Electric Shower Leaking From Unit? Here’s Why

A leaking shower is never fun – it’s expensive, messy, and generally annoying at best. Luckily for you, though, you came to the right place. If your electric shower is leaking from the unit (electric shower box) then we’ve got you covered. There are a few potential causes to keep an eye out for, so let’s get right into it.

The most common cause for a shower leaking from the unit are a busted Pressure Relief Device (PRD) or limescale buildup. Luckily, these are both pretty simple fixes.

We’ll get to the specifics in a moment, but let’s talk about what can cause various types of leaks first, yeah? It’ll make it easier to troubleshoot if we know why the leaks happen in the first place.

Why is My Shower Leaking?

There are a few places that are common to find a leak in your shower:

  • Limescale or Mineral Buildup – This is an extremely common problem. You’ll usually see the leak coming from the shower hose or from the showerhead itself. This is caused by a buildup of limescale or minerals from your water messing with the water’s path. Luckily, the best case fix takes very little effort, and the worst case fix is simply replacing the showerhead or hose – also easy.
  • PTFE or Teflon Plumber’s Tape – Another simple issue is that the Teflon plumber’s tape that’s used to seal the threading of your showerhead hasn’t been replaced recently. It’s just a few wraps around the threaading to provide a solid seal in the threads of your showerhead. You’ll often notice a leak coming from point where the spigot meets the showerhead, right near the base.
  • PRD – This is most likely the cause of leaks coming from the shower box itself. A Pressure Relief Device (PRD) does exactly what its name implies – relieves pressure. If the water pressure in your tank builds to dangerous levels, it will activate and allow water to come out of the valve at the bottom, relieving pressure. Should this device fail, a leak will often occur from a buildup of unreleased pressure. This is not ideal, but can be fixed.

Replacing a PRD

First things first – you’re going to need to take some safety precautions. Electric showers (as the name implies) combine water and electricity – a potentially deadly combination. Nobody wants to die to a shower, so don’t be dumb, listen to what I say next.

Before beginning anything else with your electric shower, you need to do the three following things:

  1. Turn off water at the main.
  2. Turn off your power at the main breaker.
  3. Remove the related fuse from the fusebox.

Now, while you’re doing this, it’s good to take a look for limescale and damaged hoses or seals – but we’ll cover that after the PRD replacement. Read through the entirety of this article before beginning to ensure you’ve done everything you can while taking the shower apart.

Now, here’s how to replace a PRD:

  1. Remove the shower cover on the front.
  2. Look at the bottom of the shower, the PRD should be lcoated near the outlet pipe. If it’s affixed with screws, unscrew it.
  3. Remove the PRD and the old O-ring beneath it. There should be a replacement O-ring with your new PRD, if not, you’ll need to buy a new one before continuing.
  4. Push the new device into place. It should snap into its spot with a bit of force – but don’t use too much strength, you don’t want to break anything.
  5. Reinstall the cover, turn the water and power back on, and test.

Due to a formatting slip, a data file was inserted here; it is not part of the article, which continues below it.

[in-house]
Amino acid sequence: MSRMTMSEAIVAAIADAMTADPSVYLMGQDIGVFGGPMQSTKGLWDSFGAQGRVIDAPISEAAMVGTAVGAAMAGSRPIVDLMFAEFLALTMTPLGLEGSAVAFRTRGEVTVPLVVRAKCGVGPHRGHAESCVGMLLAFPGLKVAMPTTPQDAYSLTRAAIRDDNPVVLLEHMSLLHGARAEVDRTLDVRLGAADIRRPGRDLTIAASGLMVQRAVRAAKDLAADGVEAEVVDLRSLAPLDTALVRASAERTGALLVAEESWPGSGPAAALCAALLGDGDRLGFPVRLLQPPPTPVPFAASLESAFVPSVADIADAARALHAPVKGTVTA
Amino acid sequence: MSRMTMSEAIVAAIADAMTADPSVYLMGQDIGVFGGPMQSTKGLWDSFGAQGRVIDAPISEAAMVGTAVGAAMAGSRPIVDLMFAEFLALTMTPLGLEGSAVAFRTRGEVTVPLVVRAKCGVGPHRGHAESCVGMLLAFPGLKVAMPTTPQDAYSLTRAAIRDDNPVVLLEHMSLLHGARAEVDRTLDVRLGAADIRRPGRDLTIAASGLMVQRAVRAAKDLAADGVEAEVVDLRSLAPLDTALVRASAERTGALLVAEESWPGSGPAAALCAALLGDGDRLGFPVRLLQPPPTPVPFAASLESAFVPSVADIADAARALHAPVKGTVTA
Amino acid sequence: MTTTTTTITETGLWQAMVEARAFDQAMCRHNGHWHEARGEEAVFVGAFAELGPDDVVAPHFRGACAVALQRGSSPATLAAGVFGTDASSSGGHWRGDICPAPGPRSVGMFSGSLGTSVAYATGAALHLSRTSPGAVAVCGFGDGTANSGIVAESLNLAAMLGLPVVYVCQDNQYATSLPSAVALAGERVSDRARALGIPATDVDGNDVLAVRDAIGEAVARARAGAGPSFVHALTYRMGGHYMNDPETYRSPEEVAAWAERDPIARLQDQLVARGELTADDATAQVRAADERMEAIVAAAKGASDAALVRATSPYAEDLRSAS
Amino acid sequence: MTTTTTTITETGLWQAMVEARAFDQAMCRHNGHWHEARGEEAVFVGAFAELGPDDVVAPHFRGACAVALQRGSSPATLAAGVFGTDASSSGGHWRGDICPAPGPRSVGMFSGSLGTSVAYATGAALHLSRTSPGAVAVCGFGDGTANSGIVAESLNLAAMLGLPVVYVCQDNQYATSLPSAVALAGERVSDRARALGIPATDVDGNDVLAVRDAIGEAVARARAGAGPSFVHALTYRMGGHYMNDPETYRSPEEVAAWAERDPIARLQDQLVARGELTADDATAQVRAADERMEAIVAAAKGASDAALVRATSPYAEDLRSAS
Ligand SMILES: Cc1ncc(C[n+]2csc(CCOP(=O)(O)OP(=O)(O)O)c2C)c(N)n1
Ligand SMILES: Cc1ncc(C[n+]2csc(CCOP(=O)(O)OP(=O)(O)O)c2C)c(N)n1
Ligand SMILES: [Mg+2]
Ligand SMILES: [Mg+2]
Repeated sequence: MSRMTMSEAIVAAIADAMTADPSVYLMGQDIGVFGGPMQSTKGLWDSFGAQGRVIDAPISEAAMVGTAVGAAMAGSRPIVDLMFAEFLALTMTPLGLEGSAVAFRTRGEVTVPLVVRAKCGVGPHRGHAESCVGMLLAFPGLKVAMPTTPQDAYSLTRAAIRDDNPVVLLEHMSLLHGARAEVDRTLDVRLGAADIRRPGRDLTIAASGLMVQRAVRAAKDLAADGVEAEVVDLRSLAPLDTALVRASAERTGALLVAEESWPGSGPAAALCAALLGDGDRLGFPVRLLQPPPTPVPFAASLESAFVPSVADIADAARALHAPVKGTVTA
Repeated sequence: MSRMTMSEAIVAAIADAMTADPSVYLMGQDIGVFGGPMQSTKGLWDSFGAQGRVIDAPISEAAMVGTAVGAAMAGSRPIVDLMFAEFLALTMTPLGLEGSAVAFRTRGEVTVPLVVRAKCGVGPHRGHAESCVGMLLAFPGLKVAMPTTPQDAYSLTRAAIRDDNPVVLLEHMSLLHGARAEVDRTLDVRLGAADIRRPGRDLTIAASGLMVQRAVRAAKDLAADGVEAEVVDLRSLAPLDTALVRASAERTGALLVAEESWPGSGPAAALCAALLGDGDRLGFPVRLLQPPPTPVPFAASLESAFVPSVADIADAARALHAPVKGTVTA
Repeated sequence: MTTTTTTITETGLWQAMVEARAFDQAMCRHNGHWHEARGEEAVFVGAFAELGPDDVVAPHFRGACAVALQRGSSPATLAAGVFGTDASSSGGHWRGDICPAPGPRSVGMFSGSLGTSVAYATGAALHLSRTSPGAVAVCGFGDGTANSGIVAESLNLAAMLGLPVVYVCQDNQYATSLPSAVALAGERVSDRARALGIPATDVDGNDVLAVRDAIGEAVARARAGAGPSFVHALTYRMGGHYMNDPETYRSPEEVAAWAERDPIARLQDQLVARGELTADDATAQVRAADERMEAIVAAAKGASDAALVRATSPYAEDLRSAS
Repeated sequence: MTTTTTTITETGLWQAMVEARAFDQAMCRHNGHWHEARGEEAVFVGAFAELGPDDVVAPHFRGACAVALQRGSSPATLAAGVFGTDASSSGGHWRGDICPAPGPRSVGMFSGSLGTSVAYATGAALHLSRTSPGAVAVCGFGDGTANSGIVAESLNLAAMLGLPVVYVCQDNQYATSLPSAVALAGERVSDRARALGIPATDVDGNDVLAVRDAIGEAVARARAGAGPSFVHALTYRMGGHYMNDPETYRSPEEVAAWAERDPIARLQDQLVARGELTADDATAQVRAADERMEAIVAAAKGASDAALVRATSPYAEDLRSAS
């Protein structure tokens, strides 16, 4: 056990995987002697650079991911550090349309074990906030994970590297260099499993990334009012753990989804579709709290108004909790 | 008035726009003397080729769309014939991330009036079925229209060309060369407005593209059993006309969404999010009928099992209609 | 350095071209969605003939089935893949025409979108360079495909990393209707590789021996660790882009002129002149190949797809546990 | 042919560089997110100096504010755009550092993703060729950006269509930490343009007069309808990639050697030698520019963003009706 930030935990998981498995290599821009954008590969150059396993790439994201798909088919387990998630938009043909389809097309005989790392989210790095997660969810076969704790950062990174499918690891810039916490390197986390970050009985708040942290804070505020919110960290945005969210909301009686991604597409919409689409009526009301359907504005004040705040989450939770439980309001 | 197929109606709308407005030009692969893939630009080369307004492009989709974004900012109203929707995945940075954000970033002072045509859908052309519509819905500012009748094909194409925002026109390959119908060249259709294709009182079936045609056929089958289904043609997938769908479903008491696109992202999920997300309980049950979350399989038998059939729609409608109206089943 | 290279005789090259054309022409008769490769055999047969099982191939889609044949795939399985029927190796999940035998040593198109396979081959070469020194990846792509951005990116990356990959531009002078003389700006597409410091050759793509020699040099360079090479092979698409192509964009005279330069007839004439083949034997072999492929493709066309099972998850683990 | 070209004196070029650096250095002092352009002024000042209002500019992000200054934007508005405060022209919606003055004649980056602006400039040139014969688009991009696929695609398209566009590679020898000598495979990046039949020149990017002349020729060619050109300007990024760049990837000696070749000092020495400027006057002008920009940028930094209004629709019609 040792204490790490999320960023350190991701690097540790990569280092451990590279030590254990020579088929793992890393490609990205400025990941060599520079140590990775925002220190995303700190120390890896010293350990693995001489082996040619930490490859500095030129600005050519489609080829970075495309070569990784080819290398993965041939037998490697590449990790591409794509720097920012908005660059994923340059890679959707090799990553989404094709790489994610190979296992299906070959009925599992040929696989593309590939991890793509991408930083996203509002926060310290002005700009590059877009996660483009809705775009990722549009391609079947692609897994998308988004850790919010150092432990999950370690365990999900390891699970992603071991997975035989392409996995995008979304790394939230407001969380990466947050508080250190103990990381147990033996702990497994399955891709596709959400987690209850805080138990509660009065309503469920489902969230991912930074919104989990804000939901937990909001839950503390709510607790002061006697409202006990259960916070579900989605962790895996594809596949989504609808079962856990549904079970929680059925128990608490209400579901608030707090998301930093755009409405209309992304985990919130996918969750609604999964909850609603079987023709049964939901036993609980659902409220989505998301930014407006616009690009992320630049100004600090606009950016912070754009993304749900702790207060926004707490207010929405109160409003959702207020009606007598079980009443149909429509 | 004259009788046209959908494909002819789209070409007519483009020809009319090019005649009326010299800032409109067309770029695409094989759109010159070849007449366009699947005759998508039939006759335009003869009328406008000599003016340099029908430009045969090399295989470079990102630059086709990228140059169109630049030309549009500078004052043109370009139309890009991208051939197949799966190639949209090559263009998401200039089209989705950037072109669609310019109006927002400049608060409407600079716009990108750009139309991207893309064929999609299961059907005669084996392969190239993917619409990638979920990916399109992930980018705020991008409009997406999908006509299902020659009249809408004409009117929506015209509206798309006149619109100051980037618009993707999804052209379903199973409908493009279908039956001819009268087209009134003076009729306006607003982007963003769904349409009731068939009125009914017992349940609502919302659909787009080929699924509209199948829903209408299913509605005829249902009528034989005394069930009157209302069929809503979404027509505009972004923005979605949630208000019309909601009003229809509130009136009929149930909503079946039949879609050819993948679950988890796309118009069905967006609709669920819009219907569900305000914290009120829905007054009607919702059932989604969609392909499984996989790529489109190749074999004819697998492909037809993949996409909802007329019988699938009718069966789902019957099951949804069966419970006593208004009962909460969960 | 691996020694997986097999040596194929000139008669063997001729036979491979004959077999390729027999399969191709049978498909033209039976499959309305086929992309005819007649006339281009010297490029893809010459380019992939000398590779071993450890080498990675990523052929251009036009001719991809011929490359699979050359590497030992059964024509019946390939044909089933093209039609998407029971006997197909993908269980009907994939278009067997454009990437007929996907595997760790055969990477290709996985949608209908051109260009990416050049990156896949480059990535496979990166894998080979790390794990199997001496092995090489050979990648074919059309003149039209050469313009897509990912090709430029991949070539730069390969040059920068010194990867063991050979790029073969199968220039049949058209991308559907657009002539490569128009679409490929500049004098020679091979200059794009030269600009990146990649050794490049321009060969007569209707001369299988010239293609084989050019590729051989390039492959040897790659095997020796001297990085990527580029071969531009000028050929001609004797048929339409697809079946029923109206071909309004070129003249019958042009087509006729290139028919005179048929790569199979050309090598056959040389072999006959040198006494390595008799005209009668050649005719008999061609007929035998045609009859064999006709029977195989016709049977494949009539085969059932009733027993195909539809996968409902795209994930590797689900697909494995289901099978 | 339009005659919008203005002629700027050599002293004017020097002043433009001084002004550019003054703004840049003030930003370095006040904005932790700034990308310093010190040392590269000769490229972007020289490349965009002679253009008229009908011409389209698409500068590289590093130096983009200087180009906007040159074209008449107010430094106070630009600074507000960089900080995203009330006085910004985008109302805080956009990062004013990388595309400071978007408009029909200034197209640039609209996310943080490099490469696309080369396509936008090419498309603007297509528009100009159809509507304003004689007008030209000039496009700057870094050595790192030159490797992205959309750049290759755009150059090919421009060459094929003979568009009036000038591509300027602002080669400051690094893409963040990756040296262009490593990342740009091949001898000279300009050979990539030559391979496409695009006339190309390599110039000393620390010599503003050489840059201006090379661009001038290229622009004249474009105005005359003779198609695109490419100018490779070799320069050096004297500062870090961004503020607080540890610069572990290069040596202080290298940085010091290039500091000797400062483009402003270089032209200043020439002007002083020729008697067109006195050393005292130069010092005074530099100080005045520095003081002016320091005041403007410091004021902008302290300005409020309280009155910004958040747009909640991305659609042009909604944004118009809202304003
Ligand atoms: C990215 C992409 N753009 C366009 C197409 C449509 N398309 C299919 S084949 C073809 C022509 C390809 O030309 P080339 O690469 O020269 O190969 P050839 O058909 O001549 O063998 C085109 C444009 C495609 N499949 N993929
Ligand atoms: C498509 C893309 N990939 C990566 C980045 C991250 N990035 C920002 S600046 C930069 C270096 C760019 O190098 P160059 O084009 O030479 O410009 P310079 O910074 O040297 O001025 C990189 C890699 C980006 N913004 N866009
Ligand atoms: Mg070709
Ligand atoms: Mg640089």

Cleaning & Other Minor Fixes

While you’re going through the above process, you’ll want to keep an eye on a few things. Look for mineral or limescale buildup on or near the showerhead, and inspect the hose for any kinks or damage. This is especially important if you’ve noticed other leaks or a drop in water pressure. Additionally, you’re going to want to look for warped or cracked O-rings and seals, replacing them if you notice they’re aging.

To remove limescale and mineral buildup, you can do the following with cheap white distilled vinegar and a tablespoon of baking soda:

  1. While accessing your PRD, remove the showerhead and hose. Submerge them in 1-2 litres of vinegar (enough to fully cover both, it may require more or less). Add 1 tbsp of baking soda and allow it to sit while you finagle the PRD (at least 30 minutes).
  2. Once the limescale has had time to loosen, scrub and scrape it from the showerhead and hose as much as possible. Use a bobby pin or paperclip to poke bits out of the showerhead’s holes.
  3. Repeat until it’s all clean as possible.
  4. Reattach, reapplying PTFE tape to the threading while screwing the head into place.

If you notice severe damage to your shower’s hose, you will want to replace it. Ignoring a failing shower hose will only lead to more issues down the line. Trust me, they’re cheap and easy to replace, so just bite the bullet and do it if you even suspect it may be needed.

Final Thoughts

If your electric shower is leaking from the unit, there are a few potential causes. The most likely source of a leak from the shower itself is a blown PRD. These devices prevent a buildup of pressure in your water tank and are an important safety measure. Should this fail, it’s vital that it’s replaced quickly and effectively. Other potential causes include a buildup of mineral or limescale, and a failed showerhead or shower hose.

Luckily, each of these fixes is rather straightforward and simple, but it’s still good to take care of them quickly. While replacing a PRD, keep an eye out for cracked or failing O-rings, a damaged hose, and an old, tired showerhead. Clean off the showerhead and hose, and replace anything that needs it – you may not want to, but it will pay off in the long run. Now get showering!

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About the Author Harry Thompson

Involved in home renovations throughout his life, Harry is an expert in everything to do with home and garden DIY. In his spare time, he enjoys cooking and tending to his garden.